At almost every stage of fraught encounter between Joseph and his family in Egypt, Joseph weeps. There are seven scenes of tears:

1. When the brothers came before him in Egypt for the first time:

They said to one another, “Surely we are being punished because of our brother. We saw how distressed he was when he pleaded with us for his life, but we would not listen; that’s why this distress has come on us” . . . They did not realize that Joseph could understand them, since he was using an interpreter. He turned away from them and began to weep, but then came back and spoke to them again. (Gen. 42:21–24)

2. On the second occasion, when they brought Benjamin with them:

Deeply moved at the sight of his brother, Joseph hurried out and looked for a place to weep. He went into his private room and wept there. (43:29–30)

3. When, after Judah’s impassioned speech, Joseph is about to disclose his identity:

Then Joseph could no longer control himself before all his attendants, and he cried out, “Have everyone leave my presence!” So there was no one with Joseph when he made himself known to his brothers. And he wept so loudly that the Egyptians heard him, and Pharaoh’s household heard about it. (45:1–2)

4. Immediately after he discloses his identity:

Then he threw his arms around his brother Benjamin and wept, and Benjamin embraced him, weeping. And he kissed all his brothers and wept over them. (45:14–15)

5. When he meets his father again after their long separation:

Joseph had his chariot made ready and went to Goshen to meet his father Israel. As soon as Joseph appeared before him, he threw his arms around his father and wept for a long time. (46:29)

6. On the death of his father:

Joseph threw himself on his father and wept over him and kissed him. (50:1)

7. Some time after his father’s death:

When Joseph’s brothers saw that their father was dead, they said, “What if Joseph holds a grudge against us and pays us back for all the wrongs we did to him?” So they sent word to Joseph, saying, “Your father left these instructions before he died: ‘This is what you are to say to Joseph: I ask you to forgive your brothers the sins and the wrongs they committed in treating you so badly.’ Now please forgive the sins of the servants of the G‑d of your father.” When their message came to him, Joseph wept. (50:15–17)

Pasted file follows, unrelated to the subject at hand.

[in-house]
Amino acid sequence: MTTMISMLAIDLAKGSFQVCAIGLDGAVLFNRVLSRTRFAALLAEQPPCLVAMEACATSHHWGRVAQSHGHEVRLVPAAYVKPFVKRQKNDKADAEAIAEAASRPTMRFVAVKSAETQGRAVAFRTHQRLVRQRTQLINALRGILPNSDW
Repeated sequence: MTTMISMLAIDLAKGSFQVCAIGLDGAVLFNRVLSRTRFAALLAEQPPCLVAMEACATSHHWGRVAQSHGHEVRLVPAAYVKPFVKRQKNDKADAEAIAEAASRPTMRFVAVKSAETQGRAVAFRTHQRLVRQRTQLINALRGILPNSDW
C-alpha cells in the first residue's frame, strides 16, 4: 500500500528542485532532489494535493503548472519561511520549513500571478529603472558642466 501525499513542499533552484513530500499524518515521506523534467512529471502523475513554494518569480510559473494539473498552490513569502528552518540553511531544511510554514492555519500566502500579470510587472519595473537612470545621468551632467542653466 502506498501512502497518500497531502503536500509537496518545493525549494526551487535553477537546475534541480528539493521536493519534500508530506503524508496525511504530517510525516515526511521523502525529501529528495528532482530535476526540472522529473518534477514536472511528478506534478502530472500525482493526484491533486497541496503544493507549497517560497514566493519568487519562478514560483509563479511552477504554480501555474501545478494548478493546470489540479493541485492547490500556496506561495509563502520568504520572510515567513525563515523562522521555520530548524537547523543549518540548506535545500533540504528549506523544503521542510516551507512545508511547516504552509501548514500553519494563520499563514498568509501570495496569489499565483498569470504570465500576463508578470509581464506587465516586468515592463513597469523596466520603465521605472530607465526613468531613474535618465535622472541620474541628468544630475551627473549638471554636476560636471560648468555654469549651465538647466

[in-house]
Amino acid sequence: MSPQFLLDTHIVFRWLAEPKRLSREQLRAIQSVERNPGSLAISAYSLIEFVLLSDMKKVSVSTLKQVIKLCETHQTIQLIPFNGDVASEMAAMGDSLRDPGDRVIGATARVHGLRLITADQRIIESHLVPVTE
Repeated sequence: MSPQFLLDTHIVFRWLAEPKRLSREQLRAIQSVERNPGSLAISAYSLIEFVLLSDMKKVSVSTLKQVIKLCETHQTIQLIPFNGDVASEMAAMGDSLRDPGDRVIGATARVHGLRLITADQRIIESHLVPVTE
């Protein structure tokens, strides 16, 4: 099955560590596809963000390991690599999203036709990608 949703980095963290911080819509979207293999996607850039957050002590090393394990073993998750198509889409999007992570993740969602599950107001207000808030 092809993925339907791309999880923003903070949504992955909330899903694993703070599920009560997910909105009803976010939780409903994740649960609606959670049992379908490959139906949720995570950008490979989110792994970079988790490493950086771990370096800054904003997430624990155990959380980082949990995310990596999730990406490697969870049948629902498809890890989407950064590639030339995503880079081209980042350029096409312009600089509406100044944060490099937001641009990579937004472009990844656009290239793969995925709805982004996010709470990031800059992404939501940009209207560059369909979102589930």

No one weeps as much as Joseph. Esau wept when he discovered that Jacob had taken his blessing (Gen. 27:38). Jacob wept when he saw the love of his life, Rachel, for the first time (29:11). Both brothers, Jacob and Esau, wept when they met again after their long estrangement (33:4). Jacob wept when told that his beloved son Joseph was dead (37:35).

But the seven acts of Joseph’s weeping have no parallel. They span the full spectrum of emotion, from painful memory to the joy of being reunited, first with his brother Benjamin, then with his father Jacob. There are the complex tears immediately before and after he discloses his identity to his brothers, and there are the tears of bereavement at Jacob’s deathbed. But the most intriguing are the last, the tears he sheds when he hears that his brothers fear that he will take revenge on them now that their father is no longer alive.

In a fine essay, “Yosef’s Tears,”1 Rav Aharon Lichtenstein suggests that this last act of weeping is an expression of the price Joseph pays for the realization of his dreams and his elevation to a position of power. Joseph has done everything he could for his brothers. He has sustained them at a time of famine. He has given them not just refuge but a place of honor in Egyptian society. And he has made it as clear as he possibly can that he does not harbor a grudge against them for what they did to him all those many years before. As he said when he disclosed his identity to them: “And now, do not be distressed and do not be angry with yourselves for selling me here, because it was to save lives that God sent me ahead of you . . . G‑d sent me ahead of you to preserve for you a remnant on earth and to save your lives by a great deliverance. So then, it was not you who sent me here, but G‑d” (45:5–8). What more could he say? Yet still, all these years later, his brothers do not trust him, and fear that he may still seek their harm.